Cons: they add length and width to the bike making them more awkward to manoeuvre and park.

Cargo bikes

Pros: longer, sturdier bikes, usually electric, many with carrying capacity in excess of 150kg – the minivan of bikes! Can be fitted with heavy duty versions of any of the above cargo accessories eg front tray basket capable of carrying two bags of groceries or a case of beer; rear bench seating for two children; customised pannier crates, boxes or trailers to carry heavy supplies.

Cons: longer, heavier bikes can be more difficult to balance, manoeuvre and park; more expensive than adding baskets, panniers or trailer to an existing pushbike.

See some other ways: ‘Urban biking: the art of carrying things by bike

There are many ways to get children around town on bikes. Small pets can go into baskets: children cannot!

Note that a bike rider must be at least 16 years old to carry children, all of whom must be under 10 years old and wearing helmets. All child seats must meet Australian safety standards: look for 5-point harness, foot rests & straps, handles, head supports, adjustable strap positions and padding for comfort as the child grows, seat padding and airflow.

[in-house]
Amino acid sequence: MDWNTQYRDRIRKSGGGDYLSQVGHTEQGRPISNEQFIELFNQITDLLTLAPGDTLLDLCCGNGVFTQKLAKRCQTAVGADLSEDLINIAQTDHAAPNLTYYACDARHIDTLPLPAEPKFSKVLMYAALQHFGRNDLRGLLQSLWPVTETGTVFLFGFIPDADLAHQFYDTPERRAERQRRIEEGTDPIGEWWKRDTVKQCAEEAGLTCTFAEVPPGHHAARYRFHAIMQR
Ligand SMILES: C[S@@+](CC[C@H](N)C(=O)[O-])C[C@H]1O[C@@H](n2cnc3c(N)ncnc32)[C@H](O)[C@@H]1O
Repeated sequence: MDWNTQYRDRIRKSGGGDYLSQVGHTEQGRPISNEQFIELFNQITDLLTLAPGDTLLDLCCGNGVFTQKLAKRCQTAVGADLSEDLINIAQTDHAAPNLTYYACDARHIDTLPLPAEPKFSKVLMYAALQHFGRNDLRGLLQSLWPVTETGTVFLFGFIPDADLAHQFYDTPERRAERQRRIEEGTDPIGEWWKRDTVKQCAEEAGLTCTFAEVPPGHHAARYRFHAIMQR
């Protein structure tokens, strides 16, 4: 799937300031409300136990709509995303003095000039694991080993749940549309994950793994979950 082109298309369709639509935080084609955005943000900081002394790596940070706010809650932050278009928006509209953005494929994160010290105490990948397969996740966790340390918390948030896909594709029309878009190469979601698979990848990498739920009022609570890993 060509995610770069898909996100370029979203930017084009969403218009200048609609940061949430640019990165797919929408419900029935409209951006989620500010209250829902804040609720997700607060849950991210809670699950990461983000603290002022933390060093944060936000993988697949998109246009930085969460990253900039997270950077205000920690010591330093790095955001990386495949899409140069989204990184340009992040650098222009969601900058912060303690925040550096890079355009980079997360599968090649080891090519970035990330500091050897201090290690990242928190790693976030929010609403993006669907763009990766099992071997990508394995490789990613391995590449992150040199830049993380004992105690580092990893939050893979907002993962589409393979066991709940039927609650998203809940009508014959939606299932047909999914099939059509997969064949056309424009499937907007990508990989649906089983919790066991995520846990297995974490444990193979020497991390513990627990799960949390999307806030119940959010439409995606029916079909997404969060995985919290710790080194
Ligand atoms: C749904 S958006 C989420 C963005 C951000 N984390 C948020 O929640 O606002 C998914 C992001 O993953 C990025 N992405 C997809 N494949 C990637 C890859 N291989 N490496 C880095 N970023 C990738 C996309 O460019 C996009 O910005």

Check that your bike is compatible before buying any attachment. Bike shops will help you fit them. Don’t use a child seat that has been involved in an accident.

Front-mounted baby seats

For children between 12 months and 2 years old, these mount either to the head tube of the bike frame or the handlebars. The child feels secure nestled between the parent’s arms and engaged looking forward. Some have a face rest. In general though, these seats have less head support, can be awkward for parent to see around/over the child to steer, can interfere with parent’s knees and pedaling action, and the high position raises the centre of gravity making balance less stable.

Front-mounted toddler seats